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Kyoto Shrine Guide: Visit These 7 Gorgeous Japanese Shrines In Just Two Days

No trip to Japan would be complete without a stroll along her multitude of historical shrines. Some are located in inconspicuous narrow alleys, while others can be found by the charming riverside or up in the mountains.

A country that takes its traditions seriously, the Japanese are known for their eye for detail. Their shrines are a must-visit and boast immaculate architecture — or ‘Japanese precision’. It’s just a little hard trying to squeeze them all into a short itinerary.

Hit up and explore these seven shrines located around some of Kyoto’s most popular tourist attractions in just two days.

–Day One–

1. Tenryu-ji Temple

Known for having the top Zen Garden in the district, Tenryu-ji (天龍寺) is currently registered as one of the world’s heritage sites.  Constructed in the 14th century, Tenryu-ji boasts an amazing and gorgeous Zen garden.

A huge pond sits beside the main hall, where visitors can take respite before heading out to explore. The grandiose of the reflection of the surrounding trees and rugged rocks on the pond is further elevated by the steep Arashiyama mountains situated in the background.

The clever use of shakkei (Japanese for “borrowed scenery”) makes the whole experience very unique.


The garden has a way of putting one at peace and it was deliberately constructed to appease and placate the spirit of the then-departed emperor.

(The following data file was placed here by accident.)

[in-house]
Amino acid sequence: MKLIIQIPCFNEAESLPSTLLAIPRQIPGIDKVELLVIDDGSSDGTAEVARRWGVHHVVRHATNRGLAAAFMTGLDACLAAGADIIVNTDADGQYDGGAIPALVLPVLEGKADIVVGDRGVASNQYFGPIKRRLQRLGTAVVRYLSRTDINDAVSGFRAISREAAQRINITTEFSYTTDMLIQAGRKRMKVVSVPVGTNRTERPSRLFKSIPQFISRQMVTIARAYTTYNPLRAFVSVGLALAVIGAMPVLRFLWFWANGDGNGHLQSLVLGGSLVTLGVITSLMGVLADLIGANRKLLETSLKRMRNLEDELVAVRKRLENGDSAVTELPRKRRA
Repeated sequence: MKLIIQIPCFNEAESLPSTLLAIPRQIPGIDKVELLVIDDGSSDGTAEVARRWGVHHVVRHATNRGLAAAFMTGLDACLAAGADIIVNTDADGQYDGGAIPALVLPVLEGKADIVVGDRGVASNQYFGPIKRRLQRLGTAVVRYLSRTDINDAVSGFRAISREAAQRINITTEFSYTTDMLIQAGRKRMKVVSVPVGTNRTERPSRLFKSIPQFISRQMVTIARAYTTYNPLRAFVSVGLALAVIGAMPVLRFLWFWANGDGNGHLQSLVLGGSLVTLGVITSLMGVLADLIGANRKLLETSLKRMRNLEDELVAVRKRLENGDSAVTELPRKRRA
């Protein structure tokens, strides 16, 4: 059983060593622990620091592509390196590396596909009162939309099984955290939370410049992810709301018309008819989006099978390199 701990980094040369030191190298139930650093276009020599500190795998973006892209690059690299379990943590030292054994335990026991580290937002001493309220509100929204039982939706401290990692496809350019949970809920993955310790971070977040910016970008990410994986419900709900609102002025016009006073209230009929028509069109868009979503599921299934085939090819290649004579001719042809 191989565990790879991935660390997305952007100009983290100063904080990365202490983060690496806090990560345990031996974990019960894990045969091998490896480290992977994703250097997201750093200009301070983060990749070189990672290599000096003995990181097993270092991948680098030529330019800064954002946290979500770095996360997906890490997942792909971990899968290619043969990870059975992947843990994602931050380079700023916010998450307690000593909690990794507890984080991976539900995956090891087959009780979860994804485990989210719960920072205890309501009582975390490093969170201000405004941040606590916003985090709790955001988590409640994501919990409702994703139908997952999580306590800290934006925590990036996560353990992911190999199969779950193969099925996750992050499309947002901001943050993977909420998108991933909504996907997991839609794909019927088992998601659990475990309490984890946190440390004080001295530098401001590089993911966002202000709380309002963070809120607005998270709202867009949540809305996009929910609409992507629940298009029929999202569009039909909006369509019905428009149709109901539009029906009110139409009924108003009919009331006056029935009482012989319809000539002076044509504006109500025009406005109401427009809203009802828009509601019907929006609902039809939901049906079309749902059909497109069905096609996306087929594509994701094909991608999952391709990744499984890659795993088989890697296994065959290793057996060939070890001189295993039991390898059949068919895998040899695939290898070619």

And with the passing of each season, one would be able to take in the different sights: pink cherry blossoms in Spring, reddish maple leaves in Fall, and snow-cloaked fields in Winter.

Getting There: 

1min walk from Arashiyama Station, Keifuku dentetsu, Arashiyama line
13min walk from Saga Arashiyama Station, JR Sagano line
15min walk from Arashiyama Station, Henkyu railway

Opening Hours: 8.30am to 5.30pm (Daily, 21 March — 20 October), 8.30am to 5pm (21 October — 20 March)

Admission Fee: Free (Temple Grounds), 500 Yen (Hojo Garden)

Tenryu-ji Temple: 68 Susukinobaba-cho, Saga Tenryu-ji, Ukyo-ku | Website

2. Nonomiya-jinja Shrine

Residing inside the popular Arashiyama Bamboo Groove, the Nonomiya-jinja shrine (野宮神社) was built as a sacred home for the Ise Shrine Priestess to prepare for the sacred purification ritual.

The entrance of the shrine is marked by a Black Torii Gate and brushwood fences, which appeared in one of Japan’s famous literature works, The Tale of Genji, in the Heian Period.

Today, the shrine is open to the public and is more commonly known as a shrine of marriage amongst women, who flock here and pray to the Nonomiya Daikokuten (a.k.a the God of Marriage).

The other deities enshrined here include Amaterasu (the Goddess of the Sun), Atago (Protector of Fire and Victory), Shirafuku (Protector of Childbirth and Business) to list a few.

Getting There: 

10 min walk from Saga Arashiyama Station, JR Sagano line